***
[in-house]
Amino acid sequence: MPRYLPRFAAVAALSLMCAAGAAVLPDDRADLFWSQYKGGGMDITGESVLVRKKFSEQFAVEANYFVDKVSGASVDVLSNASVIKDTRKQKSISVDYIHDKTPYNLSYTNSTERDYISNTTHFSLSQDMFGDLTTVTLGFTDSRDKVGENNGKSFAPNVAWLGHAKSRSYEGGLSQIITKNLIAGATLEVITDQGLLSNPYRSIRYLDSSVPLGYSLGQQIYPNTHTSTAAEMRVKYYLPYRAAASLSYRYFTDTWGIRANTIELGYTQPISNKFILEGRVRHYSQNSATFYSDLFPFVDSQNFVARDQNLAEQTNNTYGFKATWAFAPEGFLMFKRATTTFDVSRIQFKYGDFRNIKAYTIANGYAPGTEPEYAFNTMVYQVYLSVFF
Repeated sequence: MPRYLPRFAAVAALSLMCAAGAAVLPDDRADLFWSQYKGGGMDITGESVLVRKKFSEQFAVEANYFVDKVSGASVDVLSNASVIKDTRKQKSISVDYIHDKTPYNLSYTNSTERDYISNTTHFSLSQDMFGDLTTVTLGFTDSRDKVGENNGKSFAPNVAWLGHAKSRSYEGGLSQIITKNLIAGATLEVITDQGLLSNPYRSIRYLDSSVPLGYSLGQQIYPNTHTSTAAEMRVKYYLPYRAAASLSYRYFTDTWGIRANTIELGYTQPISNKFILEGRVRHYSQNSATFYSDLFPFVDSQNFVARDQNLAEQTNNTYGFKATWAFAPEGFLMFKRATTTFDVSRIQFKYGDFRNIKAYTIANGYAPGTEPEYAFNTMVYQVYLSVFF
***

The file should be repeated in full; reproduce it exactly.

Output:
[in-house]
Amino acid sequence: MPRYLPRFAAVAALSLMCAAGAAVLPDDRADLFWSQYKGGGMDITGESVLVRKKFSEQFAVEANYFVDKVSGASVDVLSNASVIKDTRKQKSISVDYIHDKTPYNLSYTNSTERDYISNTTHFSLSQDMFGDLTTVTLGFTDSRDKVGENNGKSFAPNVAWLGHAKSRSYEGGLSQIITKNLIAGATLEVITDQGLLSNPYRSIRYLDSSVPLGYSLGQQIYPNTHTSTAAEMRVKYYLPYRAAASLSYRYFTDTWGIRANTIELGYTQPISNKFILEGRVRHYSQNSATFYSDLFPFVDSQNFVARDQNLAEQTNNTYGFKATWAFAPEGFLMFKRATTTFDVSRIQFKYGDFRNIKAYTIANGYAPGTEPEYAFNTMVYQVYLSVFF
Repeated sequence: MPRYLPRFAAVAALSLMCAAGAAVLPDDRADLFWSQYKGGGMDITGESVLVRKKFSEQFAVEANYFVDKVSGASVDVLSNASVIKDTRKQKSISVDYIHDKTPYNLSYTNSTERDYISNTTHFSLSQDMFGDLTTVTLGFTDSRDKVGENNGKSFAPNVAWLGHAKSRSYEGGLSQIITKNLIAGATLEVITDQGLLSNPYRSIRYLDSSVPLGYSLGQQIYPNTHTSTAAEMRVKYYLPYRAAASLSYRYFTDTWGIRANTIELGYTQPISNKFILEGRVRHYSQNSATFYSDLFPFVDSQNFVARDQNLAEQTNNTYGFKATWAFAPEGFLMFKRATTTFDVSRIQFKYGDFRNIKAYTIANGYAPGTEPEYAFNTMVYQVYLSVFF